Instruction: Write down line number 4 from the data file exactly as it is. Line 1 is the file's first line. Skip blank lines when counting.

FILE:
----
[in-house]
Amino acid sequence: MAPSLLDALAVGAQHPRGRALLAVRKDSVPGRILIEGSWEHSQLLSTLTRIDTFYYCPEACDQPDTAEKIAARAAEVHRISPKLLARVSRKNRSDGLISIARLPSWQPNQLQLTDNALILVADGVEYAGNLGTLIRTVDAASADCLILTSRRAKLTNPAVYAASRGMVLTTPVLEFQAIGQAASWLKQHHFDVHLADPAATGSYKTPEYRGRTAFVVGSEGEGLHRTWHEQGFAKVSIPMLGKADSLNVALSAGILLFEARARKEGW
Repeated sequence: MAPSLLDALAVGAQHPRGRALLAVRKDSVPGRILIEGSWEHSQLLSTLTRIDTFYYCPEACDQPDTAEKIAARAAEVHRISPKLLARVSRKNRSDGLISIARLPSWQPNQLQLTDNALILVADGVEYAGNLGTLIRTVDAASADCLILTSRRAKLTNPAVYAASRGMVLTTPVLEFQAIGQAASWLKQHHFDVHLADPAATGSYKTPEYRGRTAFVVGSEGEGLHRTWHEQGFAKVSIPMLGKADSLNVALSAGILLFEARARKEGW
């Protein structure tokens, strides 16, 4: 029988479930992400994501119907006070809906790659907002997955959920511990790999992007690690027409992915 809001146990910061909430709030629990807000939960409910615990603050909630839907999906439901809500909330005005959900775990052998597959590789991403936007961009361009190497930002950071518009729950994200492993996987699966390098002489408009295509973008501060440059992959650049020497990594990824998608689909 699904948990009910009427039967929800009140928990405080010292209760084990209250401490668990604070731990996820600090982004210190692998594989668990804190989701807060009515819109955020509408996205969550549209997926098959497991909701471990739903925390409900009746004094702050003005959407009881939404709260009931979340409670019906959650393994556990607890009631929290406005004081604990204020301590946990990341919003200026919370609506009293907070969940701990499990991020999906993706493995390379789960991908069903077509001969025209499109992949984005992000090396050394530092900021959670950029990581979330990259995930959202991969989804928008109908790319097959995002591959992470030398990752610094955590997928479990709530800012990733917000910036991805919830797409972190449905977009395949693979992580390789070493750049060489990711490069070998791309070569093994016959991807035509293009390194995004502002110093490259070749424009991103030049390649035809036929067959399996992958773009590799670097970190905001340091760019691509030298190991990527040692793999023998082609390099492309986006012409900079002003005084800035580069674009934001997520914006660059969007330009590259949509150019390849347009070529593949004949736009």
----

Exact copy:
């Protein structure tokens, strides 16, 4: 029988479930992400994501119907006070809906790659907002997955959920511990790999992007690690027409992915 809001146990910061909430709030629990807000939960409910615990603050909630839907999906439901809500909330005005959900775990052998597959590789991403936007961009361009190497930002950071518009729950994200492993996987699966390098002489408009295509973008501060440059992959650049020497990594990824998608689909 699904948990009910009427039967929800009140928990405080010292209760084990209250401490668990604070731990996820600090982004210190692998594989668990804190989701807060009515819109955020509408996205969550549209997926098959497991909701471990739903925390409900009746004094702050003005959407009881939404709260009931979340409670019906959650393994556990607890009631929290406005004081604990204020301590946990990341919003200026919370609506009293907070969940701990499990991020999906993706493995390379789960991908069903077509001969025209499109992949984005992000090396050394530092900021959670950029990581979330990259995930959202991969989804928008109908790319097959995002591959992470030398990752610094955590997928479990709530800012990733917000910036991805919830797409972190449905977009395949693979992580390789070493750049060489990711490069070998791309070569093994016959991807035509293009390194995004502002110093490259070749424009991103030049390649035809036929067959399996992958773009590799670097970190905001340091760019691509030298190991990527040692793999023998082609390099492309986006012409900079002003005084800035580069674009934001997520914006660059969007330009590259949509150019390849347009070529593949004949736009």